In these times we all have painful experiences and encounter all sorts of difficulties. I am deeply grateful for every person who brings a little humanity, who gives their time and their knowledge without counting, to get us out of this health crisis.
What’s more, each one of us has to find some way to re-energize.
What struck me the most during this lockdown is the calm and the quality of silence. Be it in the apartment or outside during the short walks with my dog. It only lasted ten days because people quickly went back to their usual habits.
I used this short period to regain the physical pleasure of listening. This silence was truly spectacular, if one can use this word for the sense of hearing. Every sound took a very special dimension and found its place in nature. I really enjoyed the sounds from the river, those triggered by the wind and especially those made by the many birds that are in my area. I had fun detecting the interactions between who called and who answered. The songs of pigeons, which usually bore me to tears, intrigued my sense of rhythm. More than half of them are singing five beat tunes.
This silence was a regenerative bath. Everyone knows that silence is a healer and can greatly reduce stress. I felt healed of the usual noisy aggressions that have left traces in my ears and in my body.
Sound can heal but also destroy. Not only our ears but also other parts of our body and even attack some of our cells. During this period, only one car, one plane, one motorcycle could break the symphony.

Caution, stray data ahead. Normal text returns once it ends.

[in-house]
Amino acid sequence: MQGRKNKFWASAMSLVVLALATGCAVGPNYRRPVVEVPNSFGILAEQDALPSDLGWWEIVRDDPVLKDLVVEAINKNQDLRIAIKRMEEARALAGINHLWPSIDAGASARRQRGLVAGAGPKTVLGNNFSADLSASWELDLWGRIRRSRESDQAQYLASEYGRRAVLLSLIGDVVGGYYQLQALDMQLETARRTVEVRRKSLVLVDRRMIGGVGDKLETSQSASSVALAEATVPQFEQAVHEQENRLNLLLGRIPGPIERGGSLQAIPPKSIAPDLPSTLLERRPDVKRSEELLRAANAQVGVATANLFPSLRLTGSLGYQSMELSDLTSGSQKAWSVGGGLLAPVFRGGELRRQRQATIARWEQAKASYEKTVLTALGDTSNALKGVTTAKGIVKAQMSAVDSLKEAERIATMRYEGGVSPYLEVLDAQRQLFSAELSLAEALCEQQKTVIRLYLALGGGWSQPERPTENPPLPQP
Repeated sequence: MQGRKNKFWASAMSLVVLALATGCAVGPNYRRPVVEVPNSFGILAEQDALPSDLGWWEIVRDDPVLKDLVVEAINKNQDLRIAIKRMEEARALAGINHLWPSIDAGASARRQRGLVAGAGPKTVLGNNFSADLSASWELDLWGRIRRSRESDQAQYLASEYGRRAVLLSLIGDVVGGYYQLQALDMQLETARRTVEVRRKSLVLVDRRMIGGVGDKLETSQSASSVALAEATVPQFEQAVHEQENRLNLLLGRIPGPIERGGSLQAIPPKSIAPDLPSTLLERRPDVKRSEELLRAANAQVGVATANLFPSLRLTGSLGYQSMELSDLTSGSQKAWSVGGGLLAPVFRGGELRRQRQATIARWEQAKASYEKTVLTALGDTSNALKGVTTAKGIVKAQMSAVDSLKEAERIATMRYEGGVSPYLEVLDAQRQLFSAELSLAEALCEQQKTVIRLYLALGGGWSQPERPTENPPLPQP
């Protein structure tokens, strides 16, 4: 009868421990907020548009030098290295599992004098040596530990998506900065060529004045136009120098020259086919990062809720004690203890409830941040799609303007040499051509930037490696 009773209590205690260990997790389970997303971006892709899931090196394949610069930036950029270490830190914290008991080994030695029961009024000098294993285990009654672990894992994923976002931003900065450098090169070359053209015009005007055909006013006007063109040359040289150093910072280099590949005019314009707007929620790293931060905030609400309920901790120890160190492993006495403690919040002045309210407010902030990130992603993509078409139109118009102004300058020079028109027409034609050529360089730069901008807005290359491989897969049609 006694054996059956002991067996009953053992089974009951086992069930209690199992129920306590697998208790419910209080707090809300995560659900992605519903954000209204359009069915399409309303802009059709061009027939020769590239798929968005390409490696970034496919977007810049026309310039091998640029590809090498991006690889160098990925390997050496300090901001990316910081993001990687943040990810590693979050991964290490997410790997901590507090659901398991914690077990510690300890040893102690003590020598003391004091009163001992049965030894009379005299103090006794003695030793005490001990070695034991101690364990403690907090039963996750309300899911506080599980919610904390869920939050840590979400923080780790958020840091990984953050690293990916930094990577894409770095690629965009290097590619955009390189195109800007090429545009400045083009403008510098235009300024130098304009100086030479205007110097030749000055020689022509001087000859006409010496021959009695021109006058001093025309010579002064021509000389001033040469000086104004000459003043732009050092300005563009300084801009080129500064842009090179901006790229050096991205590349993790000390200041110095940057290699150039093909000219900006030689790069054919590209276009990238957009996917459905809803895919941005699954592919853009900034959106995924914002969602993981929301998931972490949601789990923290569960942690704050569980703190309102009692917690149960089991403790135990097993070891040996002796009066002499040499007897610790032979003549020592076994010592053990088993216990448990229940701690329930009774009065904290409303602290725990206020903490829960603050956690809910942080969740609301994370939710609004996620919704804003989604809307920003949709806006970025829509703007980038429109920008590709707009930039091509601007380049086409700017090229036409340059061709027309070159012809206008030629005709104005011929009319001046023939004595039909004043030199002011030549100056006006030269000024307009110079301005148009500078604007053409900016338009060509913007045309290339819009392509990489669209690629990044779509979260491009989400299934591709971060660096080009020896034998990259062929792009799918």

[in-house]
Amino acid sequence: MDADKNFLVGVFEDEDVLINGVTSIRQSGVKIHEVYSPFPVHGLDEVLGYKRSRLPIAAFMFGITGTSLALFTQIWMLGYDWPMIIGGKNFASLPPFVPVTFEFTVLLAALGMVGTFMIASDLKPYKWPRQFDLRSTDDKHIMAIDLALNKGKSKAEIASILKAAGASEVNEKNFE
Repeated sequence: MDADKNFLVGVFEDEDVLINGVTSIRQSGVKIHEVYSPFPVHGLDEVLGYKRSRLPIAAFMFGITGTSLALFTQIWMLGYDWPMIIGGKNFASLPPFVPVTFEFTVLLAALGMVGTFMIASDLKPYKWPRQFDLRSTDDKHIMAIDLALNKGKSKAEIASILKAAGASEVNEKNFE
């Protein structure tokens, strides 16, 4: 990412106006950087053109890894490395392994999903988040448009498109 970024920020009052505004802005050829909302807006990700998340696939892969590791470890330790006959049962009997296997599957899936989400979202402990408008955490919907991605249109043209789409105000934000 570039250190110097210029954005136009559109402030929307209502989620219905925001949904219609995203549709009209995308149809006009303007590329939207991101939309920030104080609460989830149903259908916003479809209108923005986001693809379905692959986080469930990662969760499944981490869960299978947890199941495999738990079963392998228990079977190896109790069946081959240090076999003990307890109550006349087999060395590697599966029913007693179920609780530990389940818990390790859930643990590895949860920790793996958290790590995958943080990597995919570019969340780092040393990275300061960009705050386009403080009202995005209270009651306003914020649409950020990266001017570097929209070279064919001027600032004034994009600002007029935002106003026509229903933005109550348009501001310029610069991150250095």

It’s frightening to think that during normal times, if we can call them so, each of these noises is multiplied by a hundred or by a thousand. We can now understand why we have health problems and live in permanent stress.
I also appreciated the quality of the air which suddenly became breathable, without the smell of fuel. I would even say it was transparent and it widened the range of my vision.
Before the lockdown, I often imagined that we should have one day without engines of any kind at least once a month and if possible once a week. I think it would help our health degrade less rapidly.
Developing our listening skills is not only a pleasure but a means of understanding our environment. We’ve seen that we humans, are not very gifted in this area. Now is also the time, more than ever, to develop our critical and analytical listening skills to be able to navigate into what everyone, including our governments, is telling about the coronavirus and the measures to observe.
It’s been years that many people have to travel miles to find a quiet spot. I hope you will enjoy these rare moments near your house, wake up your senses and reinforce your body with attentive and curious listening. It’s free, fun, beneficial and you don’t need specific material.
Stay safe. I wish you well.
Jean Francois Mathieu
Listening Culture Designer at Leaders Today
Chair of the ILA International Day of Listening 2018-19
Free assessment “Snapshot of your listening behaviors” by Jean Francois Mathieu
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Gordon Hempton, the man who wants to save silence from extinction.
Acoustic ecologist who cares very deeply about quiet. As The Sound Tracker® he circled the globe three times over the last 35 years in pursuit of Earth’s rarest nature sounds.